Hartley targets top seeding
Dylan Hartley believes England can secure a top seeding for the 2015 Rugby World Cup despite a tough run of fixtures over the next six months.
England head on their first-ever three-Test tour of South Africa on Wednesday and then tackle the Springboks, Australia, New Zealand and Fiji in a challenging QBE autumn international series.
Stuart Lancaster's men must defend their current ranking of fourth place if they are to guarantee avoiding the southern-hemisphere giants when the 2015 tournament draw is made on December 3.
Hartley believes that is realistic.
England made impressive strides under Lancaster during the Six Nations, finishing second with four victories out of five including memorable triumphs over France and Ireland.
The next stage in their development is taking major southern-hemisphere scalps.
"As a team we have a point to prove," Hartley said.
"We have said 'if we want to be the best, we have to beat the best'. We did it in Australia in 2010 and we have to do it in South Africa.
"We are going there to win these games. If we can get any result out there, it is a huge success for us for a young and growing team.
"The challenge of going out there to win is big enough and then it is about defending Twickenham.
"There are a lot of big games coming up and the seeding is the end goal. It is realistic.
"We can definitely win some of these big games."
England were not top seeds at the 2011 World Cup but were fortunate to draw Argentina rather than the All Blacks, Wallabies or Springboks.
Hartley wants England to avoid them in the pool stages of their home World Cup.
"The prospect of facing them is not nice is it?," he said.
England warmed up for their South African tour with a 57-26 victory over the Barbarians, scoring eight tries with Chris Ashton marking his return to form with a hat-trick.
Hartley also made the scoresheet in his first game since serving an eight-week biting ban and he was delighted with England's forward dominance.
But he admits England have plenty to work on before they tackle a physical Springbok side who will take England on in the tight exchanges much more effectively than the Barbarians.
England's defence was impressive during the Six Nations and they were also disappointed to concede four tries to the Barbarians.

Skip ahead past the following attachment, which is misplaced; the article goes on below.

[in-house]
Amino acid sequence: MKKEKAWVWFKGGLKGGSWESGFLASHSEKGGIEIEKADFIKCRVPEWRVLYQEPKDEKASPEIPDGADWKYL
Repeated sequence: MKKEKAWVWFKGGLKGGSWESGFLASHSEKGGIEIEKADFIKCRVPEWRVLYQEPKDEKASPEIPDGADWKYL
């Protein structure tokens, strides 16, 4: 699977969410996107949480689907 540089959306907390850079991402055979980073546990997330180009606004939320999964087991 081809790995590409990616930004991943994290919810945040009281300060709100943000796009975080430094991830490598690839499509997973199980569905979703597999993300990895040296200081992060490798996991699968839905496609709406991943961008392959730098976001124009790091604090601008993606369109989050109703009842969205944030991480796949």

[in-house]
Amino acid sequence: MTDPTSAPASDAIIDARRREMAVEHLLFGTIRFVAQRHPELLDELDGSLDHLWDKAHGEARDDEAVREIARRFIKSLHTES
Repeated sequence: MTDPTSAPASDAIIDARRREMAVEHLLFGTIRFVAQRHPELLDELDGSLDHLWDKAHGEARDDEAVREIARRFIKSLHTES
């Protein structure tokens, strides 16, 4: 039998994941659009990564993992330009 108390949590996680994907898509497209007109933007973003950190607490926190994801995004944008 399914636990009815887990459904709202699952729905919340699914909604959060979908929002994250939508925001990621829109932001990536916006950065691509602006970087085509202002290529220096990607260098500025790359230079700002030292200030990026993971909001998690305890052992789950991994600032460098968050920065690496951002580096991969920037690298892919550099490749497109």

"I thought the forwards were outstanding - we set the tone with a 20-metre driving maul from the kick-off which I really enjoyed," Hartley said.
"But the Barbarians are not really too interested in scrummaging and mauling and we have a lot of work to do on breakdown clear-outs.
"Our nines were getting snagged a bit so Graham Rowntree (forwards coach) will have us doing breakdown drills next week and working on our defence.
"It is difficult playing against them because they move the ball about a lot but in terms of set-piece defence, they shouldn't be scoring from first phase."
Hartley played the full 80 minutes and believes he will be physically ready for the first Test despite having been sidelined since the end of March for the biting incident with Ireland flanker Stephen Ferris.
"There was more running against the Barbarians than in a Test match and it was probably hotter than in South Africa," Hartley said.
"The intensity will go up on tour but the front row of John Smit, Neemia Tialata and John Afoa that we faced against the Barbarians was on a par with what South Africa will put out in terms of an international front row."
The England squad was reinforced on Monday by the arrival in camp of the 18 Harlequins and Leicester players who were in Premiership final action on Saturday.
Lancaster is still waiting to hear whether Leicester centre Manu Tuilagi will be cited for an illegal tackle on Danny Care in the second minute of the final.
The England medics will also get the chance to assess the fitness of Leicester fly-half Toby Flood, who has been struggling with an ankle injury but pulled out of the final with a tight groin.
England's only other injury concern ahead of their departure is Phil Dowson, who suffered a blow to the head against the Barbarians.